OT: Re: Looking For Geodetic Python Software

Tim Daneliuk tundra at tundraware.com
Thu Jun 23 23:57:51 CEST 2005


Paul Rubin wrote:

> Tim Daneliuk <tundra at tundraware.com> writes:
> 
>>Huh?   When traversing along the surface of the earth, it's curvature
>>is relevant in computing total distance.  An airplane flies more-or-less
>>in a straight line above that curvature.  For sufficiently long airplane
>>routes (where the ascent/descent distance is trivial compared to the
>>overall horizontal distance traversed), a straight line path shorter
>>than the over-earth path is possible.   That's why I specified the
>>desire to compute both path lengths.  Where's the humor?
> 
> 
> It's just not clear what you meant:
> 
>   A) The shortest path between two points on a curved surface is
>      called a geodesic and is the most meaningful definition of
>      "straight line" on a curved surface.  The geodesic on a sphere is
>      sometimes called a "great circle".
> 
>   B) By a straight line you could also mean the straight line through
>      the 3-dimensional Earth connecting the two points on the surface.
>      So the straight line from the US to China would go through the
>      center of the earth.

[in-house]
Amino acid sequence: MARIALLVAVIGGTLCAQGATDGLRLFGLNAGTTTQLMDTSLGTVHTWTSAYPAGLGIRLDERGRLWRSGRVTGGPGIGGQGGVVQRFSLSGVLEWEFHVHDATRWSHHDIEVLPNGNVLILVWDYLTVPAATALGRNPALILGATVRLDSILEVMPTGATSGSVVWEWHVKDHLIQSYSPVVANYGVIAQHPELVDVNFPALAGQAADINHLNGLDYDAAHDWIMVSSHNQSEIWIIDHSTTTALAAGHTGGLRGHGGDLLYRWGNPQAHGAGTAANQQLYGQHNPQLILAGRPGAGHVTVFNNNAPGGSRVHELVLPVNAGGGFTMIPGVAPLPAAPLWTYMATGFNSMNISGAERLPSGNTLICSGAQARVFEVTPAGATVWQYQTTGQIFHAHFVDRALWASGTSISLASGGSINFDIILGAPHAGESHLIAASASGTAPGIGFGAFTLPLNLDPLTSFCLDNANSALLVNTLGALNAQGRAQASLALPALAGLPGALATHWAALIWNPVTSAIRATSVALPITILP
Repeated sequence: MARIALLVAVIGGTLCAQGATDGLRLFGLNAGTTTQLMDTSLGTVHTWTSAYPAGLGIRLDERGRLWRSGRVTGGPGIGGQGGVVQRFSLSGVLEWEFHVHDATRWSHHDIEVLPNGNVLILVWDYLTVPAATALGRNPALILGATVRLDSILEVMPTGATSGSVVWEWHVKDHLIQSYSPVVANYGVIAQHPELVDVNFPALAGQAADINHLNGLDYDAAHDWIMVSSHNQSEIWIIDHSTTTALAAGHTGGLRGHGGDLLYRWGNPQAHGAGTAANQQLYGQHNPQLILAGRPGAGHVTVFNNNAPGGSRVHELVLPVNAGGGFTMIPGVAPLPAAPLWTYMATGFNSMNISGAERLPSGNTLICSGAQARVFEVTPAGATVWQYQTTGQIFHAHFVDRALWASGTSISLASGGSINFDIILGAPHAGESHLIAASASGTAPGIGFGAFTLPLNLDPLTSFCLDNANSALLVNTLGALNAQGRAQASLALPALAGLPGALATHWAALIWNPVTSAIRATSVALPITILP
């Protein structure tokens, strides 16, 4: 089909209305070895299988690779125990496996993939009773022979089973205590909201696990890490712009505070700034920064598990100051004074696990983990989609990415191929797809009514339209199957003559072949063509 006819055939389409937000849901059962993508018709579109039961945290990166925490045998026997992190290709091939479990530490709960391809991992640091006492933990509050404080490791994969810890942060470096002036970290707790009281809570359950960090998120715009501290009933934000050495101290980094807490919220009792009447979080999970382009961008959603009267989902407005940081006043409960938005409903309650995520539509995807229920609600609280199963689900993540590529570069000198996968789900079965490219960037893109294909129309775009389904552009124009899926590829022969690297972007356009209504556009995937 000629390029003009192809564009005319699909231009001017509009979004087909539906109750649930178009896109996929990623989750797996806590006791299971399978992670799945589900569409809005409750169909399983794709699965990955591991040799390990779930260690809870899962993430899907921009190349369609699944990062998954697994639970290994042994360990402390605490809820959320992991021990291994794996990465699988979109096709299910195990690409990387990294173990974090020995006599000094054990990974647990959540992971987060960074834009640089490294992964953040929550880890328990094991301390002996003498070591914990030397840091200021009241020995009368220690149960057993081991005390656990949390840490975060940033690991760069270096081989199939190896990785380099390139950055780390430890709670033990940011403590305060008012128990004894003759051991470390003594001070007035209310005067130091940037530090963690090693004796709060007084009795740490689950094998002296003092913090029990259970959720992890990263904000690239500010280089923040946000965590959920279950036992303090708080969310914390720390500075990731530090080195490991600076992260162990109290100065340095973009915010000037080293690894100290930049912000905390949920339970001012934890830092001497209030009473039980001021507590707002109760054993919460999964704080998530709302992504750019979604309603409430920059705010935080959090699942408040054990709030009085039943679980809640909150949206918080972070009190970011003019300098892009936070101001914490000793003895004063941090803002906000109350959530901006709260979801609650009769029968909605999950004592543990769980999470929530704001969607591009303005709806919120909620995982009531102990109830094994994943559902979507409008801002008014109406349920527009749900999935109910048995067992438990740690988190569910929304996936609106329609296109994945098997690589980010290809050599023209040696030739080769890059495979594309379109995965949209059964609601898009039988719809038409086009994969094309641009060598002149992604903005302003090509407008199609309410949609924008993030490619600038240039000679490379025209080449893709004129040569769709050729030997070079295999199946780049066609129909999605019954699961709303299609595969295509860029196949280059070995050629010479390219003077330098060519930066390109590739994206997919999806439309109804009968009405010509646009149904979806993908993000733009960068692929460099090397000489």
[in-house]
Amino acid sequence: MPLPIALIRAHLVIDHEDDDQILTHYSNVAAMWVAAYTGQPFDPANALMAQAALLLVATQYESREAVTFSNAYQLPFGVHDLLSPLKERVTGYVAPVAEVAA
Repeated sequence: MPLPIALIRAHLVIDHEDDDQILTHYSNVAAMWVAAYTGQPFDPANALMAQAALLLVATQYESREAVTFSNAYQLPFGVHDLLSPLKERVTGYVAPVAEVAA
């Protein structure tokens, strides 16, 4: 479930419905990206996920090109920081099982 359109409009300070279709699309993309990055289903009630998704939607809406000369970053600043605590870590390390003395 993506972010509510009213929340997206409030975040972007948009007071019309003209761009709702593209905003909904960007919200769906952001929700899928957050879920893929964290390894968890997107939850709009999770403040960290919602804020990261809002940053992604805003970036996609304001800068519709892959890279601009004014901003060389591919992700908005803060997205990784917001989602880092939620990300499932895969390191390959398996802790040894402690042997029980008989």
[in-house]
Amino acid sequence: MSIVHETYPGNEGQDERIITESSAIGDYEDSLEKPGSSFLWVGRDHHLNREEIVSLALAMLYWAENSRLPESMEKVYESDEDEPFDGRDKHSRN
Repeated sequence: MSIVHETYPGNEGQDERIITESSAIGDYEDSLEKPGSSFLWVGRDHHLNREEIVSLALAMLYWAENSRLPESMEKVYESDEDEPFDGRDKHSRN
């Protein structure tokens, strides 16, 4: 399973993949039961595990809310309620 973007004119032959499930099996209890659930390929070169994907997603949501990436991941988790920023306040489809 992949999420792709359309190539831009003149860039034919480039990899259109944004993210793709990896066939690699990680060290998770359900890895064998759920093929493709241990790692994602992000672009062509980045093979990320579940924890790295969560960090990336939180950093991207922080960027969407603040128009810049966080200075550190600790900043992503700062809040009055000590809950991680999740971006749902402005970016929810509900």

> 
>   C) Some people seem to think "straight line" means the path you'd
>      follow if you took a paper map, drew a straight line on it with a
>      ruler, and followed that path.  But that path itself would depend
>      on the map projection and is generally not a geodesic, and neither
>      is it straight when you follow it in 3-space.

Yeah, after rereading my original question, I realize that it could
be read that way.  My Bad.  What I had in mind was this:


A                 ------------------------------


E                   ---------------------------
                    /                           \
                   /                             \


Where A was an airplane's line of flight between endponts and E was the
great circle (geodesic) distance over ground.  It seemed to me that if
the ascent/descent distance for A is very small compared to the length of A,
the flight distance would be shorter than the over-ground distance.  But,
as Rocco points out in another response, this is not so.

I stand (well, sit, actually) corrected!

Many thanks to all of you who took the time to unscramble my English and
lack of geometric understanding...
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Tim Daneliuk     tundra at tundraware.com
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